With regular blood sugar checks, the diabetic must check how the food affects the blood sugar level and can use the results to provide insulin in advance or, if necessary, corrective.
The number of meals and their timing do not have to be specified. Hypoglycemia must be recognized in good time and countered with emergency carbohydrates.
Individual food selection is possible here. However, the diet should also be healthy, balanced, varied and low in fat.

Food selection

The daily diet of the diabetic should correspond to the general recommendations for a healthy diet.
Here, too, there are no absolute taboos when choosing food. However, it is important to point out that the consumption levels of foods with a high proportion of saturated fat and trans-unsaturated fatty acids should be kept as small as possible. This means eating animal-based, high-fat foods and finished products as rarely as possible and, if so, then preferring the low-fat variants. For mono- or polyunsaturated fatty acids (in rapeseed oil, olive oil, sunflower oil) can be accessed a little more generously.
The diet should also include fresh fruits, vegetables, lettuce, whole grain foods, lean dairy and dairy products, lean meat and lean meat products and fish.
Ensure adequate hydration (1.5 to 2.0 liters of calorie-free drinks under normal conditions) should be respected in any case.

Sugar in the diet of the diabetic

Household sugar is no longer on the prohibited list today. However, diabetics are recommended (like the general population too) to restrict the consumption of sugar in principle. Sugar only provides “empty calories”, which means that apart from energy it contains no other important nutrients such as vitamins or minerals. Especially at obese diabetics the intake of sugar is very unfavorable and should therefore be restricted.
If the insulin therapy is intensified, it is also possible to adjust the insulin dose to foods containing sugar. Moderate consumption of sugar does not have to lead to a deterioration in blood sugar levels if the adjustment measures are taken accordingly.

Sugar substitute:

Since there is no longer a general ban on household sugar for diabetics, the recommendation for so-called sugar substitutes has also changed.
This sugar like Sorbitol, mannitol, xylitol, isomalt and Fructose are dispensable in the diet of the diabetic. Their long-term metabolic control benefit has not been proven. In addition, products with these forms of sugar have just as many calories as products with table sugar. They are usually more expensive and often have flatulence and laxative effects.
The use of calorie-free sweeteners (Aspartame, saccharin, cyclamate) in tablet form or in liquid form is possible but not necessary.

Carbohydrate exchange tables

These tables can help insulin-treated diabetics with the portioning of meals containing carbohydrates. However, it does not make sense to rigidly determine the number of grams of foods that contain 12 g or 10 g of carbohydrates. The biological fluctuation range of the individual foods is large and amounts to 20 to 30%. Today in the carbohydrate exchange tables food portions are given that contain 10 to 12 g of usable carbohydrates. These can be exchanged for each other. The portions can be assessed using kitchen measurements (a thin slice of bread, a medium-sized apple, 2 tablespoons of coarse wholegrain oat flakes, etc. ) and no longer has to be precisely determined in grams on the kitchen scale.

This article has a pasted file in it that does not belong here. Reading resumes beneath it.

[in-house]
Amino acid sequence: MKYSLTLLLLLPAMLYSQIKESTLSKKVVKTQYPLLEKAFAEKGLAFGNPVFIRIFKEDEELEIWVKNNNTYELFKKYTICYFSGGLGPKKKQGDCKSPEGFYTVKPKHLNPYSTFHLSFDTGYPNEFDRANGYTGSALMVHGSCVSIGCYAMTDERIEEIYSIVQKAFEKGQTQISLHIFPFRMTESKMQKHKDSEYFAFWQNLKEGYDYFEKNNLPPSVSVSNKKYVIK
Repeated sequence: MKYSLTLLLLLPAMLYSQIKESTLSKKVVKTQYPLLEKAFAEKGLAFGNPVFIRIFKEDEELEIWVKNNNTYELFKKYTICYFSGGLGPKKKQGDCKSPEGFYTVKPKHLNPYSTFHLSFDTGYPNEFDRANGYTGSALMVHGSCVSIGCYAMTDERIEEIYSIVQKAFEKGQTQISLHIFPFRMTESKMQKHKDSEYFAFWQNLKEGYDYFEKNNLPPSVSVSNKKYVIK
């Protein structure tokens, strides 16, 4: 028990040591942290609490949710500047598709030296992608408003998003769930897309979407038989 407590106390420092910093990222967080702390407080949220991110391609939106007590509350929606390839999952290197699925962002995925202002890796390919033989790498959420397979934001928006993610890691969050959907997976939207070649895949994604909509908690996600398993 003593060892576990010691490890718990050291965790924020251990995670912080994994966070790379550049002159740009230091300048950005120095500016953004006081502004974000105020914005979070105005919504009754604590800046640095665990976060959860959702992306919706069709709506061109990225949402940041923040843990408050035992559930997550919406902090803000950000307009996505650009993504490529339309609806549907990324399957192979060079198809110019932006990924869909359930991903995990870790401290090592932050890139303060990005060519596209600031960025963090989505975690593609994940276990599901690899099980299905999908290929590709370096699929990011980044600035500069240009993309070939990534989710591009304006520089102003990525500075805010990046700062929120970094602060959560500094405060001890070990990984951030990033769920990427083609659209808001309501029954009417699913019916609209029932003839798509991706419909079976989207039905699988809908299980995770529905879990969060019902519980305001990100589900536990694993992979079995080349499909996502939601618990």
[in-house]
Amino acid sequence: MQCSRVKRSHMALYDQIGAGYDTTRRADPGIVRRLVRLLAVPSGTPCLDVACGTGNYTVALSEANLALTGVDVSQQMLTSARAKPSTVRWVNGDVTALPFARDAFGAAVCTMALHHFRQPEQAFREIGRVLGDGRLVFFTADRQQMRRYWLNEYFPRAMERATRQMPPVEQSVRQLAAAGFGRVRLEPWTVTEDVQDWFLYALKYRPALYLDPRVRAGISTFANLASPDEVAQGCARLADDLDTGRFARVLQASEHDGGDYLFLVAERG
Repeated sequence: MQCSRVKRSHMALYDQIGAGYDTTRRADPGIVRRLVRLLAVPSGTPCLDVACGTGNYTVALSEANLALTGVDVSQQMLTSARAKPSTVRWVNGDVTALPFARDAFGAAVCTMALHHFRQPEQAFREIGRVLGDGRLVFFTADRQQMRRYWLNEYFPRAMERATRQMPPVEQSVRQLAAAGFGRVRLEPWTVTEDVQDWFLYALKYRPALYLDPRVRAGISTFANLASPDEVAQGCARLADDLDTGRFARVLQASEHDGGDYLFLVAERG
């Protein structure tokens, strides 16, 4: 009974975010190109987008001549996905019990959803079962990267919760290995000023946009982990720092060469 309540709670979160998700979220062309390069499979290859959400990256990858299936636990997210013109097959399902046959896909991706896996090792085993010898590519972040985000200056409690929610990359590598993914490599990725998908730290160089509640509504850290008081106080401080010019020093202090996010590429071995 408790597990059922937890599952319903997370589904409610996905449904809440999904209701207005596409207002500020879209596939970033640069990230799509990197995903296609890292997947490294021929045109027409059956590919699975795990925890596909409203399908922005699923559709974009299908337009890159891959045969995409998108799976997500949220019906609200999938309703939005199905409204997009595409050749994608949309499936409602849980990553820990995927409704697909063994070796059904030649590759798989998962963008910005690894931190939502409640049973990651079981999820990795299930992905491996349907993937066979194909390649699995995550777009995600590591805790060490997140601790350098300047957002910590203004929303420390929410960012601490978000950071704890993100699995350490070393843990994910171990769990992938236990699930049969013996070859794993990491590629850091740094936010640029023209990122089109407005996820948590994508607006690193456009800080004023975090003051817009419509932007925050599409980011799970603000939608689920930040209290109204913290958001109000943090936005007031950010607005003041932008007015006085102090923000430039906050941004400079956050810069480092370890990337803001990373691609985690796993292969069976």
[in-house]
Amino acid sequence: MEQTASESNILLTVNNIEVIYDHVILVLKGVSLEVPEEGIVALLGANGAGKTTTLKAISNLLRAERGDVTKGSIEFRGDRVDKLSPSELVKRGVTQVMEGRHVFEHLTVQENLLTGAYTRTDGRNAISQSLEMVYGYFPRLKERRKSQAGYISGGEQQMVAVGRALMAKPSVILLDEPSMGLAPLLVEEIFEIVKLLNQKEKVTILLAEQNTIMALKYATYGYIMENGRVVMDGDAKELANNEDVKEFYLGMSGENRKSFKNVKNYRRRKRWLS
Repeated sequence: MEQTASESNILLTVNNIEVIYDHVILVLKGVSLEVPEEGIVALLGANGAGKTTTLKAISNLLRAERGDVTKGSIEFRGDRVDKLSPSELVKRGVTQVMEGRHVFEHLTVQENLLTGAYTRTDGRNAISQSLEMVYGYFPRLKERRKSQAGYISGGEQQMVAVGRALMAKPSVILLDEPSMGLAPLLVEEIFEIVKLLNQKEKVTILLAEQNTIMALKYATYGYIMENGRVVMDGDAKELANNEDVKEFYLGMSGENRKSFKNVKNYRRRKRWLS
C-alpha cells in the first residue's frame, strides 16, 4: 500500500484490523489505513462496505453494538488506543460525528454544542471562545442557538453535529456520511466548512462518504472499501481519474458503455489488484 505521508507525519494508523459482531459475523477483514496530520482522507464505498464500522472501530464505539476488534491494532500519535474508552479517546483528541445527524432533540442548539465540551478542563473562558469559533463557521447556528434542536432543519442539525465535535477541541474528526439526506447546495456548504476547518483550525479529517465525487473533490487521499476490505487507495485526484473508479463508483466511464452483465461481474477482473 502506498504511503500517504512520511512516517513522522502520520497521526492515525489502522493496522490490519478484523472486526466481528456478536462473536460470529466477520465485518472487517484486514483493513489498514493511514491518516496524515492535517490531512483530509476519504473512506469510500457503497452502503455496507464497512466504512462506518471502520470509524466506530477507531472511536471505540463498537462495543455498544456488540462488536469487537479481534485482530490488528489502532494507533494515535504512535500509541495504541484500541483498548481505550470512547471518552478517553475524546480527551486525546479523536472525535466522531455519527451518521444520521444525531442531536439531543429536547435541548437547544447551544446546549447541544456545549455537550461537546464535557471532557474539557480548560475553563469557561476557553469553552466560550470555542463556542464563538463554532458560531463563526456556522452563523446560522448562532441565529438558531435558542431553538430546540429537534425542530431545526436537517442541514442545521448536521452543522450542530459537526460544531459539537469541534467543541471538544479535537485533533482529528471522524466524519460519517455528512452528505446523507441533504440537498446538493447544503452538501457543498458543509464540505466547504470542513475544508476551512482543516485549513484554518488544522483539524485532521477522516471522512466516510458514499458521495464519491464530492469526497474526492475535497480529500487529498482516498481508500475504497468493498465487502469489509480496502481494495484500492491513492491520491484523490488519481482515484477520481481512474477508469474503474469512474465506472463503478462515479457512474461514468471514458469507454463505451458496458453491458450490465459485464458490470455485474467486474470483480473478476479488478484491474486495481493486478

Menu example

for a type 2 diabetic with conventional insulin therapy:
Insulin injection before breakfast and before dinner

The carbohydrate carriers are printed diagonally in the example.

Breakfast (3 carbohydrates)

  • Muesli 3 tablespoons of whole grain oat flakes, 1 tablespoon chopped walnuts, 1 smaller Apple and 1 small cup of natural yogurt (1.5% fat)

Snack (1 carbohydrate portion)

  • 1 small slice of wholemeal bread, some vegetable margarine, 1 slice of turkey breast, 3 to 4 radishes

Snack (1 carbohydrate portion)

  • 1 serving of fresh fruit of your choice, for example two medium-sized apricots
  • Lunch 3 carbohydrates
  • 1 small portion of chicken breast fillet with mushrooms, 1 large portion of broccoli vegetables, 2 medium-sized potatoes

Snack (2 carbohydrates)

  • 1 piece of fruit tart (1 small tartlet topped with fresh strawberries, some cake icing

Dinner (3 carbohydrates)

  • 200 g tomato salad with onions and fresh herbs, 1 slice of Emmentaler (30% fat a little spread fat 1 1/2 slices of whole grain bread

Late meal (2 carbohydrates)

  • 2 cups of milk (1.5%), 3 tablespoons of corn flakes
  • Plus 1.5 to 2.0 liters of calorie-free drinks spread over the day.

The daily plan contains an average of 1800 kcal and 16 KH servings spread over the day.

Further information

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  • Diets
  • Obesity